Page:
Though there is little evidence in exit polls to suggest that Sanders has broadened the Democratic coalition thus far, the Vermont senator promised to keep working toward the "largest turnout in the history of the United States."
"We need to bring working people back into the Democratic Party. We need to get young people voting in a way that they never have before. That is what our campaign is about."
Warren's rare shot at Sanders was an attempt to position herself as being be more effective in getting their ideas through Congress.
"Bernie and I agree on a lot of things, but I think I would make a better president than Bernie," she said. "Getting a progressive agenda enacted is going to be really hard, and it's going to take someone who digs into the details to make it happen. Bernie and I both wanted to help rein in Wall Street. In 2008, we both got our chance. But I dug in. I fought the big banks. I built the coalitions, and I won."
"Bernie and I both want to see universal health care, but Bernie's plan doesn't explain how to get there, doesn't show how we're going to get enough allies into it, and doesn't show enough about how we're going to pay for it," the Massachusetts senator continued. "I dug in. I did the work. And then Bernie's team trashed me for it."
Sanders doubles down on Castro comments
But some of the sharpest exchanges were on foreign policy, which became a focal point over the past week after Sanders praised social programs implemented by Fidel Castro. During an interview with "60 Minutes," Sanders noted that Americans are "very opposed to the authoritarian nature of Cuba" but said it was unfair to "simply say everything is bad."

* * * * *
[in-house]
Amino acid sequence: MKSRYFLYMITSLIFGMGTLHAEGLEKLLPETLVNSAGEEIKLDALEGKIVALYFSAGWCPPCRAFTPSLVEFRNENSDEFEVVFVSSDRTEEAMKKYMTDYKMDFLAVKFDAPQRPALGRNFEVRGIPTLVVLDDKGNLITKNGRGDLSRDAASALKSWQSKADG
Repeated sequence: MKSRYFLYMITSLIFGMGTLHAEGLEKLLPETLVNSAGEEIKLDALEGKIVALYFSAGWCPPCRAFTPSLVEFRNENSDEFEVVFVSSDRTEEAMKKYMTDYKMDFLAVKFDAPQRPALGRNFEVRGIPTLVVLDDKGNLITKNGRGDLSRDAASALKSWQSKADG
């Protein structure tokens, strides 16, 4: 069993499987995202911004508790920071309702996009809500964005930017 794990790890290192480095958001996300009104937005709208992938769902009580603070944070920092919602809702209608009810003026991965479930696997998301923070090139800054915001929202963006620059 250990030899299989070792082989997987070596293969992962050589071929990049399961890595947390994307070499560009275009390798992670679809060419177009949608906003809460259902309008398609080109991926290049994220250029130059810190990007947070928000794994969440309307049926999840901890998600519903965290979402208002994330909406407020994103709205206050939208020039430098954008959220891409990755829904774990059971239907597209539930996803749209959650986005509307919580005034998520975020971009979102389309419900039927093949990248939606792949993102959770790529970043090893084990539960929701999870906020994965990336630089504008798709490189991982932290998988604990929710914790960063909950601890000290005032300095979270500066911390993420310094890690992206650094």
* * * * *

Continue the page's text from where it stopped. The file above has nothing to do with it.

"When Fidel Castro came into office, you know what he did? He had a massive literacy program. Is that a bad thing? Even though Fidel Castro did it?" Sanders said in the recent "60 Minutes" interview.
On Tuesday night, one of the debate moderators noted that Sanders, a self-described democratic socialist, has a track record of expressing sympathy for socialist governments in Cuba and Nicaragua. "Can Americans trust that a democratic socialist president will not give authoritarians a free pass?" she asked.
"I have opposed authoritarianism all over the world," Sanders replied. He insisted that his recent comments about Cuba were in line with those that former President Barack Obama has made, praising the country's progress on education.
The crowd booed. "Really?" Sanders said, looking taken aback. "Really? Literacy programs are bad?"
"It might be a good idea to be honest about American foreign policy, and that includes the fact that America has overthrown governments all over the world in Chile, in Guatemala, in Iran," Sanders continued. "And when dictatorships, whether it is the Chinese or the Cubans do something good, you acknowledge that. But you don't have to trade love letters with them."
Biden jumped into the conversation, objecting to the characterization of the former President's remarks.
"He did not in any way suggest that there was anything positive about the Cuban government," Biden said of Obama.
"He, in fact, does not, did not, has never embraced an authoritarian regime and does not now," Biden added, going to argue that Sanders should have condemned authoritarian regimes, instead of calling out their accomplishments.
Buttigieg amplified that point moments later.
"I am not looking forward to a scenario where it comes down to Donald Trump, with his nostalgia for the social order of the 1950s and Bernie Sanders with a nostalgia for the revolutionary politics of the 1960s," he said.
Earlier in the debate when asked why Russia would want to help Sanders' campaign, Buttigieg said Russian leaders want to sow chaos in the American election.
"They want chaos and chaos is what's coming our way," Buttigieg said. He described the past three years under Trump as "chaotic, divisive, toxic and exhausting."
"Imagine spending the better part of 2020 with Bernie Sanders versus Donald Trump," Buttigieg said.